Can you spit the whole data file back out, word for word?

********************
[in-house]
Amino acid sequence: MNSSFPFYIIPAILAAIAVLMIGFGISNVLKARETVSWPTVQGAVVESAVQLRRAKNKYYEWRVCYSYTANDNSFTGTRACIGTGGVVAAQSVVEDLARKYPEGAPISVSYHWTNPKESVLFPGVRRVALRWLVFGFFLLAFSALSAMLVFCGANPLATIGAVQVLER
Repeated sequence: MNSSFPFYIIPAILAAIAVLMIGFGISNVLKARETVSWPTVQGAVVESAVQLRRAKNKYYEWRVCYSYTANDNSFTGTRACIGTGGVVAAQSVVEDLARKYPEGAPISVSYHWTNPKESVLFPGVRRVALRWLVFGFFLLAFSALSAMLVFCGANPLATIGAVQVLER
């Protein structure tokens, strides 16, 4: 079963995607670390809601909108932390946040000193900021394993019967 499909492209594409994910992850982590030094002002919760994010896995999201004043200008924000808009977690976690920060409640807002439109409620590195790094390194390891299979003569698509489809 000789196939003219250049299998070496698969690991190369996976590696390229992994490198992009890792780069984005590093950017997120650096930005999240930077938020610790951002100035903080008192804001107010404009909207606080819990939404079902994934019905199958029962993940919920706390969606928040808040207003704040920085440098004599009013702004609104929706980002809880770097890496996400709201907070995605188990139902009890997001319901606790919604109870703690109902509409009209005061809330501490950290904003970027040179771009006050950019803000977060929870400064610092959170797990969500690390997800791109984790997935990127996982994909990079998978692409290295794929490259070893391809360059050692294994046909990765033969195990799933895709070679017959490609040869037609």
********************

[in-house]
Amino acid sequence: MNSSFPFYIIPAILAAIAVLMIGFGISNVLKARETVSWPTVQGAVVESAVQLRRAKNKYYEWRVCYSYTANDNSFTGTRACIGTGGVVAAQSVVEDLARKYPEGAPISVSYHWTNPKESVLFPGVRRVALRWLVFGFFLLAFSALSAMLVFCGANPLATIGAVQVLER
Repeated sequence: MNSSFPFYIIPAILAAIAVLMIGFGISNVLKARETVSWPTVQGAVVESAVQLRRAKNKYYEWRVCYSYTANDNSFTGTRACIGTGGVVAAQSVVEDLARKYPEGAPISVSYHWTNPKESVLFPGVRRVALRWLVFGFFLLAFSALSAMLVFCGANPLATIGAVQVLER
């Protein structure tokens, strides 16, 4: 079963995607670390809601909108932390946040000193900021394993019967 499909492209594409994910992850982590030094002002919760994010896995999201004043200008924000808009977690976690920060409640807002439109409620590195790094390194390891299979003569698509489809 000789196939003219250049299998070496698969690991190369996976590696390229992994490198992009890792780069984005590093950017997120650096930005999240930077938020610790951002100035903080008192804001107010404009909207606080819990939404079902994934019905199958029962993940919920706390969606928040808040207003704040920085440098004599009013702004609104929706980002809880770097890496996400709201907070995605188990139902009890997001319901606790919604109870703690109902509409009209005061809330501490950290904003970027040179771009006050950019803000977060929870400064610092959170797990969500690390997800791109984790997935990127996982994909990079998978692409290295794929490259070893391809360059050692294994046909990765033969195990799933895709070679017959490609040869037609």